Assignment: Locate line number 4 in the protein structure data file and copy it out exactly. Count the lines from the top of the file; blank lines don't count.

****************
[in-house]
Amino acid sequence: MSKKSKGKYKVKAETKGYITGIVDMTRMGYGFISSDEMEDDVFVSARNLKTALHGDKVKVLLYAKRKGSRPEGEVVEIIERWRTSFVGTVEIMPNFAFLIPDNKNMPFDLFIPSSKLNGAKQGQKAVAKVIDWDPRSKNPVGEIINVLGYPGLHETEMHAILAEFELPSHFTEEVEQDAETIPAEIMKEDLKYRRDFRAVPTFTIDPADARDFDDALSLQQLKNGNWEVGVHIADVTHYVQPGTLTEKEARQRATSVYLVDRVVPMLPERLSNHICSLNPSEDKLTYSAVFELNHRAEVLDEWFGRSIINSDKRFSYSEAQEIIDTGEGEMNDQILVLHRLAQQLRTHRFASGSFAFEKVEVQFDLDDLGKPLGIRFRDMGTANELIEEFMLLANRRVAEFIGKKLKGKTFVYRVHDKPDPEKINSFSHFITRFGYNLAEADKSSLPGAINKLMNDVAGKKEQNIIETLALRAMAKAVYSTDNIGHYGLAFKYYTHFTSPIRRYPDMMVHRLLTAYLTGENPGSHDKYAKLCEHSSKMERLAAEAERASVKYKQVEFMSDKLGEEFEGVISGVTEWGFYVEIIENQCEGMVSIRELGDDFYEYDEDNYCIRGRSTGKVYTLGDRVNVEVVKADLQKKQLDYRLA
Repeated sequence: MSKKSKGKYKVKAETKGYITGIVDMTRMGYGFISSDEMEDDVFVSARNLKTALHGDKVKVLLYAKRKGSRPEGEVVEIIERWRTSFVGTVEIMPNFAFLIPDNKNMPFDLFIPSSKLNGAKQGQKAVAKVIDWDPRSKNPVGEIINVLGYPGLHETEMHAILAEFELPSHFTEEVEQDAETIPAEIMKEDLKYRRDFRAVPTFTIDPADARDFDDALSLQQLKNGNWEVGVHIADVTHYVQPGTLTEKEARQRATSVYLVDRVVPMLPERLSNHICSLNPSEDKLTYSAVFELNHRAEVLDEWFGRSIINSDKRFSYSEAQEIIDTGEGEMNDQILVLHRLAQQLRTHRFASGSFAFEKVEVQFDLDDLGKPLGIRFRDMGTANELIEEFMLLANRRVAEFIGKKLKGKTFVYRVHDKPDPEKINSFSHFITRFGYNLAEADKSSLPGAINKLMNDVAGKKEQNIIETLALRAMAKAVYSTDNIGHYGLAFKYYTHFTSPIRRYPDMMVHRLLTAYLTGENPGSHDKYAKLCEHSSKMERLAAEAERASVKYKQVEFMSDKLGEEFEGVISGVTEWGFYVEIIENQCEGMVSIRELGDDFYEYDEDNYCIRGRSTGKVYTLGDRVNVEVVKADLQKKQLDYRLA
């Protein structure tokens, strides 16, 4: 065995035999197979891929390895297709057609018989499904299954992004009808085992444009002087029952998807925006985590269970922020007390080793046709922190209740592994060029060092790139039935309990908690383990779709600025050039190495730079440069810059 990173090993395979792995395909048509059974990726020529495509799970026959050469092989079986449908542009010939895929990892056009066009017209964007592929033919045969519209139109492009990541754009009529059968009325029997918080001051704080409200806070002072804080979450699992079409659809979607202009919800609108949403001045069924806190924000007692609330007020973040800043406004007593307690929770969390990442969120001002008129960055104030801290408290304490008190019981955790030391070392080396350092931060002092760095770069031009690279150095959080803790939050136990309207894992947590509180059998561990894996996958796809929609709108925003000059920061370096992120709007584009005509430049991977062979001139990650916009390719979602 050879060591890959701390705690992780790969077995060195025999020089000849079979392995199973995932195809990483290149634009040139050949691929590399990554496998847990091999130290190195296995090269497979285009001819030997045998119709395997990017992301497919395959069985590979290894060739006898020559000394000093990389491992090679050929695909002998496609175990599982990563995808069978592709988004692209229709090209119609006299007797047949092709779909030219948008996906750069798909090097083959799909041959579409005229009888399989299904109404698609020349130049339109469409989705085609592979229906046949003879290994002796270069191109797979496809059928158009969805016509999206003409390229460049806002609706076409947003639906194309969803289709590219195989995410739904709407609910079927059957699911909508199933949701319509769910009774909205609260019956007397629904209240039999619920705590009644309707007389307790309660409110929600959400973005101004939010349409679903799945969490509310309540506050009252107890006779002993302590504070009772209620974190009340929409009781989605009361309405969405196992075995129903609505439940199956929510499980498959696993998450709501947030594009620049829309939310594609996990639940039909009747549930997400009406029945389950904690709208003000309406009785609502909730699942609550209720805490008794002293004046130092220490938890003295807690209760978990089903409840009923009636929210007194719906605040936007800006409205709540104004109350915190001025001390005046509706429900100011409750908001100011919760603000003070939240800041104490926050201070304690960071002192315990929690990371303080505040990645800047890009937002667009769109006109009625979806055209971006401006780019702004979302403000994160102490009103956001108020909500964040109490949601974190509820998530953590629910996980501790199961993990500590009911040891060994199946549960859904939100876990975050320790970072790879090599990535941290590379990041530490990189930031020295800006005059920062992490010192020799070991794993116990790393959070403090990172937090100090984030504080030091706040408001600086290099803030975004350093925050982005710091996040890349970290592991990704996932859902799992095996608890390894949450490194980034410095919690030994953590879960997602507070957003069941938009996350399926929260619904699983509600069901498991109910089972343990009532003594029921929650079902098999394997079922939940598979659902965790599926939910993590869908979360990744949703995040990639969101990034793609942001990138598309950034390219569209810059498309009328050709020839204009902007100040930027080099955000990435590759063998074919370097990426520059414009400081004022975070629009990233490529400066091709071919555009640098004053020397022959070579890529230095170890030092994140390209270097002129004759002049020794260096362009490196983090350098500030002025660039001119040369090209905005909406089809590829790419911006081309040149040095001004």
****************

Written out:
């Protein structure tokens, strides 16, 4: 065995035999197979891929390895297709057609018989499904299954992004009808085992444009002087029952998807925006985590269970922020007390080793046709922190209740592994060029060092790139039935309990908690383990779709600025050039190495730079440069810059 990173090993395979792995395909048509059974990726020529495509799970026959050469092989079986449908542009010939895929990892056009066009017209964007592929033919045969519209139109492009990541754009009529059968009325029997918080001051704080409200806070002072804080979450699992079409659809979607202009919800609108949403001045069924806190924000007692609330007020973040800043406004007593307690929770969390990442969120001002008129960055104030801290408290304490008190019981955790030391070392080396350092931060002092760095770069031009690279150095959080803790939050136990309207894992947590509180059998561990894996996958796809929609709108925003000059920061370096992120709007584009005509430049991977062979001139990650916009390719979602 050879060591890959701390705690992780790969077995060195025999020089000849079979392995199973995932195809990483290149634009040139050949691929590399990554496998847990091999130290190195296995090269497979285009001819030997045998119709395997990017992301497919395959069985590979290894060739006898020559000394000093990389491992090679050929695909002998496609175990599982990563995808069978592709988004692209229709090209119609006299007797047949092709779909030219948008996906750069798909090097083959799909041959579409005229009888399989299904109404698609020349130049339109469409989705085609592979229906046949003879290994002796270069191109797979496809059928158009969805016509999206003409390229460049806002609706076409947003639906194309969803289709590219195989995410739904709407609910079927059957699911909508199933949701319509769910009774909205609260019956007397629904209240039999619920705590009644309707007389307790309660409110929600959400973005101004939010349409679903799945969490509310309540506050009252107890006779002993302590504070009772209620974190009340929409009781989605009361309405969405196992075995129903609505439940199956929510499980498959696993998450709501947030594009620049829309939310594609996990639940039909009747549930997400009406029945389950904690709208003000309406009785609502909730699942609550209720805490008794002293004046130092220490938890003295807690209760978990089903409840009923009636929210007194719906605040936007800006409205709540104004109350915190001025001390005046509706429900100011409750908001100011919760603000003070939240800041104490926050201070304690960071002192315990929690990371303080505040990645800047890009937002667009769109006109009625979806055209971006401006780019702004979302403000994160102490009103956001108020909500964040109490949601974190509820998530953590629910996980501790199961993990500590009911040891060994199946549960859904939100876990975050320790970072790879090599990535941290590379990041530490990189930031020295800006005059920062992490010192020799070991794993116990790393959070403090990172937090100090984030504080030091706040408001600086290099803030975004350093925050982005710091996040890349970290592991990704996932859902799992095996608890390894949450490194980034410095919690030994953590879960997602507070957003069941938009996350399926929260619904699983509600069901498991109910089972343990009532003594029921929650079902098999394997079922939940598979659902965790599926939910993590869908979360990744949703995040990639969101990034793609942001990138598309950034390219569209810059498309009328050709020839204009902007100040930027080099955000990435590759063998074919370097990426520059414009400081004022975070629009990233490529400066091709071919555009640098004053020397022959070579890529230095170890030092994140390209270097002129004759002049020794260096362009490196983090350098500030002025660039001119040369090209905005909406089809590829790419911006081309040149040095001004």